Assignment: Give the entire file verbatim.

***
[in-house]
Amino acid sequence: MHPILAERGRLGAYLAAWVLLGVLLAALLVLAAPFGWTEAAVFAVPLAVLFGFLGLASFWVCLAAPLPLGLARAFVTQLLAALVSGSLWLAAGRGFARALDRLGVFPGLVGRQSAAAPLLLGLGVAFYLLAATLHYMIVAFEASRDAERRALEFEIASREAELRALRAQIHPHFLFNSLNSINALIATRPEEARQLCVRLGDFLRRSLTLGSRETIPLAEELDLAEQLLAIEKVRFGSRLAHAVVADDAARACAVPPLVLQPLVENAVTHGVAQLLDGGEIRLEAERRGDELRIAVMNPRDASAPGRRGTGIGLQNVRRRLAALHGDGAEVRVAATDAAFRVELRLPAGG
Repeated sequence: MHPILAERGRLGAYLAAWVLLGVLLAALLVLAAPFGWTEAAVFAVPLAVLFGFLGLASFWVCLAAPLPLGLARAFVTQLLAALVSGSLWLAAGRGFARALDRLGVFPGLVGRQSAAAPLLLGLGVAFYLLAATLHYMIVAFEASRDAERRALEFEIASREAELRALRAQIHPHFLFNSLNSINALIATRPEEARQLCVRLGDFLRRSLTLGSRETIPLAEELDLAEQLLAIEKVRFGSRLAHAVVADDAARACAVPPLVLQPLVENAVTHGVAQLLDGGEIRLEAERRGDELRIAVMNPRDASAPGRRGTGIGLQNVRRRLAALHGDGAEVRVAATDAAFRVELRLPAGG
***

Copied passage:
[in-house]
Amino acid sequence: MHPILAERGRLGAYLAAWVLLGVLLAALLVLAAPFGWTEAAVFAVPLAVLFGFLGLASFWVCLAAPLPLGLARAFVTQLLAALVSGSLWLAAGRGFARALDRLGVFPGLVGRQSAAAPLLLGLGVAFYLLAATLHYMIVAFEASRDAERRALEFEIASREAELRALRAQIHPHFLFNSLNSINALIATRPEEARQLCVRLGDFLRRSLTLGSRETIPLAEELDLAEQLLAIEKVRFGSRLAHAVVADDAARACAVPPLVLQPLVENAVTHGVAQLLDGGEIRLEAERRGDELRIAVMNPRDASAPGRRGTGIGLQNVRRRLAALHGDGAEVRVAATDAAFRVELRLPAGG
Repeated sequence: MHPILAERGRLGAYLAAWVLLGVLLAALLVLAAPFGWTEAAVFAVPLAVLFGFLGLASFWVCLAAPLPLGLARAFVTQLLAALVSGSLWLAAGRGFARALDRLGVFPGLVGRQSAAAPLLLGLGVAFYLLAATLHYMIVAFEASRDAERRALEFEIASREAELRALRAQIHPHFLFNSLNSINALIATRPEEARQLCVRLGDFLRRSLTLGSRETIPLAEELDLAEQLLAIEKVRFGSRLAHAVVADDAARACAVPPLVLQPLVENAVTHGVAQLLDGGEIRLEAERRGDELRIAVMNPRDASAPGRRGTGIGLQNVRRRLAALHGDGAEVRVAATDAAFRVELRLPAGG